I suppose it goes without saying you will meter differently indoors and out and whether or not you are in direct sunlight. Naturally you'll always attempt to do outdoor portraits/groups with backs to the sun, but sometimes people will insist they want certain backdrops [if you have a beautiful vista with the sun behind you versus a hotel wall, sometimes you've no option than to forget the 'rules']. In such circumstances, as others have said it's always better to err on the side of underexposure, because you've much more chance of recovery than the much more limited headroom you typically get shooting RAW (although it's best to get the exposure right and not have to adjust afterwards, I'd hate to rely on JPEGs alone).
Quote: If I do want to meter off anything I meter off the palm of my hand and add about 2/3 stop (metering off my hand in the same lighting conditions as the main subject!), or off green grass and reduce exposure by about 2/3 stop, or off clear blue sky and shoot with those settings.
I always found the safest and truest method of determining exposure was to use an incident light meter with an invercone fitted. One still had to make adjustments for a few varying circumstances, but the 'palm of your hand method' as you describe it, is probably very close to the invercone way.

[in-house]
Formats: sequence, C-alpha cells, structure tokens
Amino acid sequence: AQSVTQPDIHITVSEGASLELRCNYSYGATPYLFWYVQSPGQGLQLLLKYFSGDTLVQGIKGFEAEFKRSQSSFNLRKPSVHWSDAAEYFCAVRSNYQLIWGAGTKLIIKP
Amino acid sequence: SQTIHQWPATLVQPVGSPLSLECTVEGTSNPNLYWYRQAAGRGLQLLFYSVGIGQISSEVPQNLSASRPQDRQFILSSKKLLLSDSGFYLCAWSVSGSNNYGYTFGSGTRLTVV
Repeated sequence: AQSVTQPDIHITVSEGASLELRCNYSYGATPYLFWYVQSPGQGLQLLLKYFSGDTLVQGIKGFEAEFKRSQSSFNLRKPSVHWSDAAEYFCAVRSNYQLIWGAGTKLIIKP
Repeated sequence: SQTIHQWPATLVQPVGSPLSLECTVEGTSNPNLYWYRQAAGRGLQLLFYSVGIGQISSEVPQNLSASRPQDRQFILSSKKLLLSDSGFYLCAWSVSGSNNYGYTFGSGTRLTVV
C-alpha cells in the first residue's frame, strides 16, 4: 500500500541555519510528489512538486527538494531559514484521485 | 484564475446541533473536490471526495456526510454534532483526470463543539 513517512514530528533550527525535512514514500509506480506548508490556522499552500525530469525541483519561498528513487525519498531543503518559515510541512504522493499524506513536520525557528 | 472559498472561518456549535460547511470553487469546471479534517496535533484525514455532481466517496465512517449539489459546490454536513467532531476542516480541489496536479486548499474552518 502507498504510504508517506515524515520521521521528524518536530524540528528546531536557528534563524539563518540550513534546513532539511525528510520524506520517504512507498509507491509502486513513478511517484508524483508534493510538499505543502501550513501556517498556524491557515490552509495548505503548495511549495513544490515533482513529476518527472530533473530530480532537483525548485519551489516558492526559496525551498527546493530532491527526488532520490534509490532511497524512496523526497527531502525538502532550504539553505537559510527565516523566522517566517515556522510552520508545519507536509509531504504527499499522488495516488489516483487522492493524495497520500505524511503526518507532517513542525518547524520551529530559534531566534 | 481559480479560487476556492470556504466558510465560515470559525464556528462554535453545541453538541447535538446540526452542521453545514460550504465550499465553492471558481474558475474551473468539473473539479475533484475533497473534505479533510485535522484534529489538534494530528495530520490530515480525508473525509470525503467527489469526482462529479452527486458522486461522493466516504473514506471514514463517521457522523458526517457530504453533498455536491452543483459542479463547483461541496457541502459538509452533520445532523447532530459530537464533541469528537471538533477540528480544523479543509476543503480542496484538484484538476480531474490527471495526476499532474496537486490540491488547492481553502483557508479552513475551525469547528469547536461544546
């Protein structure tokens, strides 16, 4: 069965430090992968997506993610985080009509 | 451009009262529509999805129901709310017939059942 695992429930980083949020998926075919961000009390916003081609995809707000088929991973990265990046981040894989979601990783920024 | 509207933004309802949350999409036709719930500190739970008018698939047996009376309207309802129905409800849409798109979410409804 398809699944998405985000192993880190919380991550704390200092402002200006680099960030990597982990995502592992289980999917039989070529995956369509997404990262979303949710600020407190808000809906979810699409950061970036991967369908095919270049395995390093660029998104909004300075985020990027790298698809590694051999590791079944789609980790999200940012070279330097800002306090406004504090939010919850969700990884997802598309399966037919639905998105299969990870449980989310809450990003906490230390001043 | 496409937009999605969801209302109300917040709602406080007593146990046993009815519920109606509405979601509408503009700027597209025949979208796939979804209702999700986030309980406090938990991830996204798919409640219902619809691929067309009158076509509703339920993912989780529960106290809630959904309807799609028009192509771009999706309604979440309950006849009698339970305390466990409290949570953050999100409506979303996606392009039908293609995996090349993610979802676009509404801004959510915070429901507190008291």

Thanks for the tips guys!
Scottish tours, why would I be having a laugh? It was a genuine question. I'm not photographing a wedding for laugh. I was lead to believe people were helpful here .
I must be lucky, my skin seems to correlate to 18% grey naturally! But sunlit grass, red brick, tarmac etc all work well.
I used a Weston V meter with an invercone as well (still do for LF - works just as well as it always did).
Once upon a time I read an article that suggested that a relected meter reading taken from a Caucasian skin should be adjusted by +.75 of a stop; Asian skin was about right and such taken from Black skin should be adjusted by -.75 of a stop.
I would not use a spot reading from a bride's dress as my reference reading and then have to calculate a degree of overexposure depending on how much light is being reflected from the dress also after having confirmed that the dress is ivory, white, black, green or red ... yes I have seen bride's dresses in all those colours.
I prefer the KISS principle in the rush and hurly burly of a wedding: on a dull day I leave it to the camera's dynamic range to capture all my tones; if it is pouring with sunshine and I am in doubt I will take a reading from brightly lit grass, stone or wood and use the result as my reference exposure.
In any event a quick histogram check will confirm if I am wrong or right.
Whatever works for you works though I eschew the mud on the wall approach to wedding photography.
Better to type it as 'tog. Showing it's a shortened word i've heard the term loads. I'm way too young to be listening to Wogan